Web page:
*Primary Progressive Aphasia, a degeneration of the part of the brain that affects speech.

Tuesday, September 4, 2012

Tommy Untucked

“Are you sure you want me to buy these?” I asked Tommy as we stood in the candy aisle at Target. In one hand, I was holding a 10.5 ounce bag of mini Three Musketeers, Milky Ways, Trix, and Snickers;  and in the other, a 12 ounce mini Hershey’s with nuggets.

As I waited for my husband’s response, my eyes landed on his tummy, which lately, has plumped and oozed over his belt.

Ignoring my stare, Tommy answered with two thumbs up.

I persisted. “Honey,” I said. “These candies are making you gain weight.” I shook each bag for emphasis. “You’re eating too many of them.”

He continued his affirmative thumb raise.

“Okay,” I said, as I tossed the bags into the cart and rolled on.

My 77-year-old husband is dealing with a serious medical condition that has robbed him of speech and dimmed his reasoning.  How could I deny him sweets? Also, he is stubborn and likely wouldn’t listen to any lectures on wise food choices.

But, as I pushed the cart through the aisles, and Tommy headed up the escalator to savor golf equipment, I thought of the man I married 14 years ago. He was a proud 145 pounds with nary an ounce of pinch-able fat. His biceps were solid as Major League baseballs, his calf muscles impressively sloped upward, and his stomach enviously flat.

This physique was hard-won. “I was a smoker and overweight,” he had confessed in the dawning days of our romance. “My cholesterol was high and I was in lousy shape. When the doctor told me I had to change my lifestyle or I’d die, I did what he said.”

So, Tommy joined the local YMCA and became a regular. He stopped smoking, started running and bike riding, and within time, dropped weight, and lowered his blood pressure and cholesterol measures.

On top of that, four years into our marriage, he became a vegetarian and has remained meat-, chicken-, and fish-free since then. He’s judicious on portions and appears to stop when full. But, he can’t seem to resist those mini chocolates.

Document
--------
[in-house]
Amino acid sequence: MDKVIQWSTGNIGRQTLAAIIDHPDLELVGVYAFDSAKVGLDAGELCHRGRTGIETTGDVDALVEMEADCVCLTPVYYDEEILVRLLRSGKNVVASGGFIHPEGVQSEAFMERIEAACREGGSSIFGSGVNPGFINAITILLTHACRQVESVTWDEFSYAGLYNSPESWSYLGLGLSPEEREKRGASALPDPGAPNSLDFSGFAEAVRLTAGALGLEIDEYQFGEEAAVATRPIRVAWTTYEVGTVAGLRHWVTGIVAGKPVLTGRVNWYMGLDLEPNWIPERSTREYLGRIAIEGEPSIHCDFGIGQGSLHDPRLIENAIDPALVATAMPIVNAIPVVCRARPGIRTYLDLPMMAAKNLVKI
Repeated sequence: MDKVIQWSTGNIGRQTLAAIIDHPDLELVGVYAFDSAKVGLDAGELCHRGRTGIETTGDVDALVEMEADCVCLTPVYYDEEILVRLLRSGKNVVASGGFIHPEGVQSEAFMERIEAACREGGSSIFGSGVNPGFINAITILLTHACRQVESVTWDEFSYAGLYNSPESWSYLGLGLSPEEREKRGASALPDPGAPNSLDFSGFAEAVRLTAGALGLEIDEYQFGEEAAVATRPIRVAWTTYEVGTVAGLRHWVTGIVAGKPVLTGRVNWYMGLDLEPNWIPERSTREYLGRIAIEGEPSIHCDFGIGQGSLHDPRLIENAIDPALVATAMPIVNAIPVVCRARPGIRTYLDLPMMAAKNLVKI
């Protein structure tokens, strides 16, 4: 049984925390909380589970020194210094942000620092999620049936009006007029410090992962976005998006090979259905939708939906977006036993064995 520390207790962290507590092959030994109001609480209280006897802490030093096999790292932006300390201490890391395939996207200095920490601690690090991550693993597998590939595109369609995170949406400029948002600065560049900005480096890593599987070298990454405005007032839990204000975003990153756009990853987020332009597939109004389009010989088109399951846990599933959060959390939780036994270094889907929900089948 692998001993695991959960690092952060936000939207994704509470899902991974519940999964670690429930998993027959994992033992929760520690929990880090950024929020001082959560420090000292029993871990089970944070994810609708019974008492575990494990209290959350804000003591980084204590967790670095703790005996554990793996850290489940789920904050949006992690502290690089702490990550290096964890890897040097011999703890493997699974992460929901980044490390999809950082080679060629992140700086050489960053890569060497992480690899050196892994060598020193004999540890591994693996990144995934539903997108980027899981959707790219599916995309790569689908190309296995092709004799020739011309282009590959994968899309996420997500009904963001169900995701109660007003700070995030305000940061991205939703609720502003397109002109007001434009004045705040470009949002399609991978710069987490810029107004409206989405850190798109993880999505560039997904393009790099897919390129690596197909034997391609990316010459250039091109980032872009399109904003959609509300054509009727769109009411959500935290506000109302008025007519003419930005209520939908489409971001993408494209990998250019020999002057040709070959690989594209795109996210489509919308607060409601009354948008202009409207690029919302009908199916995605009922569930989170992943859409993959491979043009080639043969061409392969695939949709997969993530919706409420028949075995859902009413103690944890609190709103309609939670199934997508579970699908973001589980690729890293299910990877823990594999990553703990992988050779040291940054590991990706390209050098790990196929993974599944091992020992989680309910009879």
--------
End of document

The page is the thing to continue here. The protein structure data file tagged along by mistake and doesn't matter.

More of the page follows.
Throughout the day, I will see him rise from his prone position on the couch, or upon returning from a bike ride or park walk, and head for the kitchen. I’ll hear the familiar gasp of the opened freezer door, the crinkle of a plastic bag, then the slap of the sealed door. Next, the pop of the garbage can lid, the rip of foil, and the sugary symphony’s final note as the lid slams shut.

The other day, I decided if I couldn’t stop Tommy from gorging on the minis, I could do something to improve his appearance and ease.

He was on the couch flipping the remote, and as always, his t-shirt was tucked into his size 36 cargo shorts, and a black leather belt was looped and clasped in the waist band. His paunch loomed over the belt, which didn’t disguise the freed first button.

“Why not remove the belt and untuck your shirt.” I said. “You’ll be much more comfortable.”

I didn’t wait for his answer. I unhooked the belt from its notch and wrenched it out like a whip. Then, I wrestled his Japanese Free Spirit t-shirt out of his shorts and draped it over his stomach.

“Now, stand up, Honey,” I said. “Isn’t that better?”

He rose, gave a deep breath, put two thumbs up, and did a little shimmy shake which I took as two degrees above the thumb raise.

 “You look nicer, too,” I said. “Slimmer.”

He grinned and did one more dance before returning to the couch and MeTV.

Now that he’s untucked, and his belly is hard to spot, I ignore his jaunts to the freezer.  Let him enjoy. There’s always 38’s, elastic waist bands, sweat pants, and other wardrobe fixes that will allow my husband to expand. 

At his next exam, when his cholesterol and blood pressure are checked, it will be up to his doctor to learn if the levels rose, and perhaps issue a warning. But since she knows Tommy’s diagnosis, and is aware of his losses and day-to-day struggles, I suspect her prescription will be similar to mine: “Enjoy,” she’ll say.

And, he will.

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